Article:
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Black Seed and It's Benefit

People have used black seed oil for its therapeutic benefits for thousands of years. So, we have to know the meaning of Black Seeds, how to use it and the Benefits of Black seeds.

What are black seeds?

Black seeds are known as black caraway, black cumin, kalonji, and black onion seeds. It's also referred to as nigella seed, black seed, roman coriander or kalonji. It has a broad flavour profile that is peppery but also a little sweet, slightly bitter, smoky, and nutty, with similarities to thyme and a touch of liquorice.
They come from Nigella sativa, a small plant with pale purple, blue, or white flowers that grows in Eastern Europe, Western Asia, and the Middle East.
People have used the black seeds as a natural remedy for thousands of years. The seeds can also flavour curries, pickles, and bread in a similar way to cumin or oregano.
The black seed oil contains thymoquinone, which is an antioxidant and anti-inflammatory compound that may also have tumour-reducing properties.
People can ingest black seed oil in the form of capsules or apply it topically to benefit the skin. It is also possible to add oil to massage oils, shampoos, homemade skin-care products, and fragrances.
High-quality black seed oil is also suitable for use in cooking, baking, and beverages.

How does it work?

There is some scientific evidence to suggest that black seed might help boost the immune system, fight cancer, prevent pregnancy, reduce swelling, and lessen allergic reactions by acting as an antihistamine, but there isn't enough information in humans yet.
Asthma: Research shows that taking black seed by mouth along with asthma medicines can improve coughing, wheezing, and lung function in some people with asthma. But it seems to work only in people with very low lung function before treatment. And it does not seem to work as well as the drugs theophylline or salbutamol.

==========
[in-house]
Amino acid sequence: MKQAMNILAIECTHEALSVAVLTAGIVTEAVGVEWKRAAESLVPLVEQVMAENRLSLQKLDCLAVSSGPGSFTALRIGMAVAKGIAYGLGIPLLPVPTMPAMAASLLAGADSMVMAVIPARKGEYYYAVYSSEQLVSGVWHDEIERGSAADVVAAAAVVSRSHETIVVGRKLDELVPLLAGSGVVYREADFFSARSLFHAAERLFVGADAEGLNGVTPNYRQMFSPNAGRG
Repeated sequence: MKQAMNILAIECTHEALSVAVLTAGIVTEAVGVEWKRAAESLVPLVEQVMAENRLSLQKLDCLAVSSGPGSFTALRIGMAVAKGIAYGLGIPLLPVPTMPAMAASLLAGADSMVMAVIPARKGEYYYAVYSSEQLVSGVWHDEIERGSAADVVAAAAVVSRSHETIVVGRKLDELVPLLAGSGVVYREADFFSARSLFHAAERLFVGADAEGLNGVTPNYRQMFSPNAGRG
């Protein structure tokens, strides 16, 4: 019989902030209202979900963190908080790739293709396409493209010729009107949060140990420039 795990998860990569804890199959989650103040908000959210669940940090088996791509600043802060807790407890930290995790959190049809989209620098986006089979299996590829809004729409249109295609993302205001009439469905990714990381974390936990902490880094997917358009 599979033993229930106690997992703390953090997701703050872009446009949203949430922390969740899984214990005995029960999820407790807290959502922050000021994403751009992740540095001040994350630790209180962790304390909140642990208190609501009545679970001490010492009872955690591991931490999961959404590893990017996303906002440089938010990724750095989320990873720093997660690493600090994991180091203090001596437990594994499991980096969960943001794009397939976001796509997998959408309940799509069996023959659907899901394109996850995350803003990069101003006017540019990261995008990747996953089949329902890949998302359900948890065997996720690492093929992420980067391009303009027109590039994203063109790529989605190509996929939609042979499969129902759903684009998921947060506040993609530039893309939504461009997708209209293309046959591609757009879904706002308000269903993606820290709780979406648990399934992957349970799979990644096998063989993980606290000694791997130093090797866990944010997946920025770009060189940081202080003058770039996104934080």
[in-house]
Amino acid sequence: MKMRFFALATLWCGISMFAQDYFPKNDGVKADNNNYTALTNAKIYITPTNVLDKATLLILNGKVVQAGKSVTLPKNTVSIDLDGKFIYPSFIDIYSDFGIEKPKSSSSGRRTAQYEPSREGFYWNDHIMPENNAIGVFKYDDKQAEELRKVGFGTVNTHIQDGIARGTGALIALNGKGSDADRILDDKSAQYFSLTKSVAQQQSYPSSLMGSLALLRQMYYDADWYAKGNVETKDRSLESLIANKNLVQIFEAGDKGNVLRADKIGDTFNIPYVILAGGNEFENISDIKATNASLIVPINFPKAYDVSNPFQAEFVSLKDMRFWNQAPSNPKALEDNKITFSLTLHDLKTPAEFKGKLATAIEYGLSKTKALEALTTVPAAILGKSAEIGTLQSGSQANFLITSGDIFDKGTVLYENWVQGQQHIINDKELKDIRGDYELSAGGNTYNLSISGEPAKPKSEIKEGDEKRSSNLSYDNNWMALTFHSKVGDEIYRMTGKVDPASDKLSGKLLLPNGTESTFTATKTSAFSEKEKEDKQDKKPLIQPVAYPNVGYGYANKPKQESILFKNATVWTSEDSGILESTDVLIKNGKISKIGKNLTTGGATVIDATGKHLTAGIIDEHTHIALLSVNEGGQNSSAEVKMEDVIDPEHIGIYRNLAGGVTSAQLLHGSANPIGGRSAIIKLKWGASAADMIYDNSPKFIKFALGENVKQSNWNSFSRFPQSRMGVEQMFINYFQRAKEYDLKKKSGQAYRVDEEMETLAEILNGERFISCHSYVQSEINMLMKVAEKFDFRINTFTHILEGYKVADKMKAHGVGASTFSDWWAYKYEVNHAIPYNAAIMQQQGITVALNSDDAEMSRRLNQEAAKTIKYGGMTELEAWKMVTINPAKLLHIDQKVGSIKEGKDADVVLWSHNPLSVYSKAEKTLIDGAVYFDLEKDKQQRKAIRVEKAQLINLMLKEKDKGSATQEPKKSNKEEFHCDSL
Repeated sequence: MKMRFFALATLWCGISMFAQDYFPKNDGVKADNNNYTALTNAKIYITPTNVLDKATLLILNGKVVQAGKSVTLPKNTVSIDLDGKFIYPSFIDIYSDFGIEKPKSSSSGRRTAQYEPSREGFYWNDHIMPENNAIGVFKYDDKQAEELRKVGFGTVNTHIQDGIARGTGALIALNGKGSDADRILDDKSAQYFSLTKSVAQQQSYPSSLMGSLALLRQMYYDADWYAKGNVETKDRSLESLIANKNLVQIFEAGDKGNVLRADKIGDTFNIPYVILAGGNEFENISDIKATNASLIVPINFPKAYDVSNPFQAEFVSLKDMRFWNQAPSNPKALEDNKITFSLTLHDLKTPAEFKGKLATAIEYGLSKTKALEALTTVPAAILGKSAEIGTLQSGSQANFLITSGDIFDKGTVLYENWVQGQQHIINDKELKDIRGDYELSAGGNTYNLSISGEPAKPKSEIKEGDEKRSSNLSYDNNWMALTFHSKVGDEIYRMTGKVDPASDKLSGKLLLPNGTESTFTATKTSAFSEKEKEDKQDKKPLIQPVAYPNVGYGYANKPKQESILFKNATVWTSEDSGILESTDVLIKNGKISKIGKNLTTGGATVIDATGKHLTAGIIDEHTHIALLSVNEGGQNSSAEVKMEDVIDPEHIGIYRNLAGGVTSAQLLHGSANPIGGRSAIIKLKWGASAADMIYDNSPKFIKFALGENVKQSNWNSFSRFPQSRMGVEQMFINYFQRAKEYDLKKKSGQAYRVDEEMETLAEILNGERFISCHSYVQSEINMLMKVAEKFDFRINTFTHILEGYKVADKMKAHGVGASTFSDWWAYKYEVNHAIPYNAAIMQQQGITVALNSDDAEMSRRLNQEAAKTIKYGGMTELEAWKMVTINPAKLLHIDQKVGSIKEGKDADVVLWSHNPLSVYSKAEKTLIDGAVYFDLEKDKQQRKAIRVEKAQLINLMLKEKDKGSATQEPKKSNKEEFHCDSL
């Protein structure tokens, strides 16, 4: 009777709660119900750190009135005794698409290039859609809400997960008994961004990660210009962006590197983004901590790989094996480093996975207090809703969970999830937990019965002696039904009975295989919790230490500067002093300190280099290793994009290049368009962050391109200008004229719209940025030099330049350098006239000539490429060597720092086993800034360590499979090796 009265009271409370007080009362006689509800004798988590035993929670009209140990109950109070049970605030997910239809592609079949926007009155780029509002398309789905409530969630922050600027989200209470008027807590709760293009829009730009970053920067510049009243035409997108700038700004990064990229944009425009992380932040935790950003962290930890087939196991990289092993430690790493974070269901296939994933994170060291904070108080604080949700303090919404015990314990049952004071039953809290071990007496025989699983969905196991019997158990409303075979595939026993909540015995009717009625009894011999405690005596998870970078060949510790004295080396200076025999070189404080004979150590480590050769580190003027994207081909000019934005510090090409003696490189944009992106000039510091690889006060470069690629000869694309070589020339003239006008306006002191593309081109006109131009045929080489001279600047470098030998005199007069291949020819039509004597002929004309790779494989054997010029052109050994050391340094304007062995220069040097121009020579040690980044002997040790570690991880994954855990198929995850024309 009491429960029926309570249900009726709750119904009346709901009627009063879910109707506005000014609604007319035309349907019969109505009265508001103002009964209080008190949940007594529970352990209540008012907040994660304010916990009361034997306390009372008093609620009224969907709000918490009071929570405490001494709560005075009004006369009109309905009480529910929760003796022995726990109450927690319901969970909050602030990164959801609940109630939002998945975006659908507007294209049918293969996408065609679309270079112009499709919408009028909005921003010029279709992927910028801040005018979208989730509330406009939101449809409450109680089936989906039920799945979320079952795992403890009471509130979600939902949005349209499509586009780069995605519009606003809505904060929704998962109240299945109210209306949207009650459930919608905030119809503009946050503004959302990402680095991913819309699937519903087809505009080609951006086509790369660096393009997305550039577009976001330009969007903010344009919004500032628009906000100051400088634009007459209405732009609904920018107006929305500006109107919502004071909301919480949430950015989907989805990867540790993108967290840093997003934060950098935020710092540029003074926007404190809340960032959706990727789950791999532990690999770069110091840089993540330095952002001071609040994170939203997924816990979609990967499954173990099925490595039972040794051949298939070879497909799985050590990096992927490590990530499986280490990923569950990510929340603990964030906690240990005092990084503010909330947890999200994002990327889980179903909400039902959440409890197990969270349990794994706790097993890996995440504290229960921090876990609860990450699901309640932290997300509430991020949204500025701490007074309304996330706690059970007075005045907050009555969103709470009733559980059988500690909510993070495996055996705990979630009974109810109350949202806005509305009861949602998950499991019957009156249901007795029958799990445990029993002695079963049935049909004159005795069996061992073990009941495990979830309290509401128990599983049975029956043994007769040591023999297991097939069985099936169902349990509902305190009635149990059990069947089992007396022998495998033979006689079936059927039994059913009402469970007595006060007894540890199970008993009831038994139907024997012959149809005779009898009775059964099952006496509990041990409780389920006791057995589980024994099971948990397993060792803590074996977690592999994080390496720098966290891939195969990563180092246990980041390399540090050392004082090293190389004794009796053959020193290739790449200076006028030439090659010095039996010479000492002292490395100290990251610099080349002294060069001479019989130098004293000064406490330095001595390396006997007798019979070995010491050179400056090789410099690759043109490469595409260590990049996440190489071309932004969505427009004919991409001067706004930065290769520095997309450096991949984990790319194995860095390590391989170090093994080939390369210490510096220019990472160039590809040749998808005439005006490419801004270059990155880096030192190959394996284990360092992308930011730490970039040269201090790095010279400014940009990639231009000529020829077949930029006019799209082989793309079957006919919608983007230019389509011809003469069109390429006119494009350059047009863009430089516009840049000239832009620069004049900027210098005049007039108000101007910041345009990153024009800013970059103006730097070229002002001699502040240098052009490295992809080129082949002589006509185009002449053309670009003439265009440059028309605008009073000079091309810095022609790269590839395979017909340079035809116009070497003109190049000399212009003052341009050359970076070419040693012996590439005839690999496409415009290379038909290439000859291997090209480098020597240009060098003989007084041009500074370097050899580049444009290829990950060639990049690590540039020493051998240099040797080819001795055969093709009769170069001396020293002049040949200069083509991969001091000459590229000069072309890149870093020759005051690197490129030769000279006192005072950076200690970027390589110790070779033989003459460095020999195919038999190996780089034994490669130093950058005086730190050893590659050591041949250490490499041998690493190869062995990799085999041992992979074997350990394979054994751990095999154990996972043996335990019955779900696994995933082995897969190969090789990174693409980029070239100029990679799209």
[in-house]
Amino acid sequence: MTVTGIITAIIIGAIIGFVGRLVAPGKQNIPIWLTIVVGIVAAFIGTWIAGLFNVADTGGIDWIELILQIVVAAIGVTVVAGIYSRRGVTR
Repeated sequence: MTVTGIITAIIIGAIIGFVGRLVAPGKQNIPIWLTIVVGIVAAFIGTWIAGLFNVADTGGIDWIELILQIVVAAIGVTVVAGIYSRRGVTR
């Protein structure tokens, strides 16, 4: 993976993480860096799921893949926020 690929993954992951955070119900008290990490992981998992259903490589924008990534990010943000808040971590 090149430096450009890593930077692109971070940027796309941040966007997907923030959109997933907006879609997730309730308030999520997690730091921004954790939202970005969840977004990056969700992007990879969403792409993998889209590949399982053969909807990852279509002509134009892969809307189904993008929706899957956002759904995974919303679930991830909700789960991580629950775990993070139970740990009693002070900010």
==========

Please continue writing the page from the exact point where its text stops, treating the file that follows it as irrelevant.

Diabetes: According to research, it shows that taking black seed can improve blood sugar levels in people with diabetes. But it doesn't seem to work as well as the diabetes drug metformin. Black seed might also improve levels of cholesterol in people with diabetes.
Cancer: Recent studies have shown that the thymoquinone in black seed oil can influence programmed cell death, or apoptosis, in several types of the cancer cell. These include brain cancer, leukaemia, and breast cancer cells.
However, much of the research on the effects of black seed oil on cancer uses cells rather than live humans, so researchers do not yet know how effective the oil may be to treat people with cancer.
Liver and kidney function: According to a 2013 study on rats, black seed oil may reduce liver and kidney disease complications and improve the organ structures. Researchers do not know if these effects would also occur in humans.
Infertility: A placebo-controlled clinical trial on men with abnormal sperm and infertility has found that black seed oil can improve sperm movement and increase sperm count and semen volume.
High blood pressure: Research shows that taking black seed by mouth might reduce blood pressure by a small amount.
Conditions in a man that prevent him from getting a woman pregnant within a year of trying to conceive (male infertility). Research shows that taking black seed oil increases the number of sperm and how quickly they move in men with infertility.
Breast pain (mastalgia): Research shows that applying a gel containing black seed oil to the breasts during the menstrual cycle reduces pain in women with breast pain.
Benefits for weight loss: Research has shown that black seed supplementation can help lower people's body mass index (BMI). The study participants did not report any severe side effects from taking this supplement.
A systematic review published in the Journal of Diabetes & Metabolic Disorders in 2013 found that black seed oil could be effective in tackling obesity.
Benefits for the skin: Black seed oil may be beneficial for people with the following skin conditions:
  • Eczema: According to a small-scale 2013 study comparing the therapeutic benefits of Nigella sativa with those of prescription medications, black seed oil can reduce the severity of hand eczema.
  • Acne: Research suggests that the antimicrobial and anti-inflammatory effects of black seed oil can improve acne. In one study, 58 per cent of participants rated their response to this treatment as good, while 35 per cent felt their results were moderate.
  • Psoriasis: A 2012 study on mice suggests that the oil may also have ant psoriatic benefits.
  • Black seed oil may also hydrate hair, soften skin, and act as a moisturiser

 


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